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Financial Firms Revive Buying Spree

Acquisitions: Two Orange County companies are being swallowed--Western Bancorp and Long Beach Financial--for nearly $1.3 billion total.

May 20, 1999|EDMUND SANDERS | TIMES STAFF WRITER

Two of the nation's largest financial institutions resumed their California buying sprees Wednesday, announcing separate acquisitions of two Orange County companies worth a total of nearly $1.3 billion and proving that the state remains one of the hottest banking markets in the country.

U.S. Bancorp, the nation's 13th-largest bank, said it would pay about $900 million in stock to buy Newport Beach-based Western Bancorp, parent of Santa Monica Bank and Southern California Bank.

And Washington Mutual, the nation's biggest thrift, confirmed its plans to pay $350 million for Orange-based Long Beach Financial Corp., a mortgage lender targeting borrowers with bad credit.

"California is a place we want to be," said Richard Zona, vice chairman at U.S. Bancorp. "We love the growth and demographics of Southern California."

Orange County has been getting more than its fair share of the interest. Earlier this year, GMAC Corp. acquired Costa Mesa-based DiTech Funding Corp.. And last year, U.S. Bancorp bought a 19% stake in Irvine subprime lender New Century Financial Corp.

The deals are more evidence that the race among financial heavyweights to boost their market share in California is not slowing down, though attention is shifting from mega-mergers between giants to acquisitions of small and mid-sized institutions.

"There aren't that many big banks left as possible partners," said Les Biller, chief operating officer at San Francisco-based Wells Fargo Corp., which recently merged with Norwest Corp. He said Wells Fargo is now turning its acquisition sights toward smaller California banks.

Mega-mergers in recent years have swallowed some of the best-known banks in California. NationsBank bought Bank of America; Wells Fargo acquired First Interstate Bancorp before it was bought by Norwest; Washington Mutual snapped up American Savings, Great Western Bank and Home Savings of America.

That's left California Federal Bank as the state's largest remaining independent financial institution. However, the company's parent, San Francisco-based Golden State Bancorp, said last week that it expects to be sold soon.

For U.S. Bancorp Chairman John F. Grundhofer, the Western acquisition marks a homecoming of sorts. For years, the Southern California native--who built his career at Wells Fargo--has been trying unsuccessfully to partner with a large California bank. Now Grundhofer has set his sights on smaller fish.

The offer for Western Bancorp, a fast-growing business bank with 31 branches and $2.5 billion in assets, would give U.S. Bancorp its first foothold in Southern California. Minneapolis-based U.S. Bancorp, which has $75 billion in assets, is simultaneously negotiating to buy San Diego-based Bank of Commerce. .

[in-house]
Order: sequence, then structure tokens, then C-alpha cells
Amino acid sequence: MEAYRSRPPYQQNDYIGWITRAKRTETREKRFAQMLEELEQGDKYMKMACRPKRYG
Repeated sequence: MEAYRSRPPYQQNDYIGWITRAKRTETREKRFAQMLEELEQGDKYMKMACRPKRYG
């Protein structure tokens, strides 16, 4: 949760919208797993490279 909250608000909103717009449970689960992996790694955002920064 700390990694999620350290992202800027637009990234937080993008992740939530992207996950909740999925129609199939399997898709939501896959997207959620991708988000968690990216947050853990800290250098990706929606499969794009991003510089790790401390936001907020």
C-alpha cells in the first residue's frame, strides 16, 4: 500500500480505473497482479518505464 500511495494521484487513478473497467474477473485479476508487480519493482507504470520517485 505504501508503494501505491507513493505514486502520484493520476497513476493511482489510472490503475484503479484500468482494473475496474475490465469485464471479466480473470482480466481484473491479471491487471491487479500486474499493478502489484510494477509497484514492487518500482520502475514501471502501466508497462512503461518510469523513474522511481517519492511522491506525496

Combined with existing branches in Northern California, the pending deals would give U.S. Bancorp 130 branches statewide.

The purchase price--which represents a 30% premium over Tuesday's closing share price--would deliver an attractive payoff for Western stockholders. Just three years ago, the bank began as a tiny, troubled Orange County lender with $50 million in assets. Through aggressive acquisitions, Western Chief Executive Matthew Wagner and San Diego investor John Eggemeyer, a director and a 12% stakeholder, turned the company into the largest commercial bank headquartered in Orange County.

The company has 1,000 employees, mostly in Orange and Los Angeles counties. Wagner, a former executive at U.S. Bancorp, has decided not to remain with the company. David Rainer, president of Western's Santa Monica Bank, will serve as president for U.S. Bancorp's operations in Southern California.

There are no plans to close any branches, though some administrative employees may be laid off, Zona said. U.S. Bancorp hopes to cut Western's expenses by about $21 million a year.

Western's Santa Monica Bank and Southern California Bank branches would be renamed U.S. Bank early next year. The deal is expected to close by the fourth quarter, subject to shareholder and regulatory approval.

Western shares rose $1.31 to close at $40.31 on Nasdaq. U.S. Bancorp slipped $1.81 to $32.56 on the New York Stock Exchange.

For Washington Mutual, the acquisition of Long Beach Financial allows the Seattle-based thrift to break into an entirely new business: sub-prime lending.

Long Beach Financial, a former savings and loan, now is one of the nation's most successful independent mortgage lenders specializing in high-cost loans to borrowers with a history of late payments, bankruptcy or other credit blemishes.

Though banks and thrifts once turned up their noses at the lending niche, today they are jumping into the sub-prime sector, where profit margins can be five times higher than those of traditional mortgages. Other large lenders that have made a push recently into sub-prime lending include Norwest, Chase Manhattan and Countrywide Home Loans.

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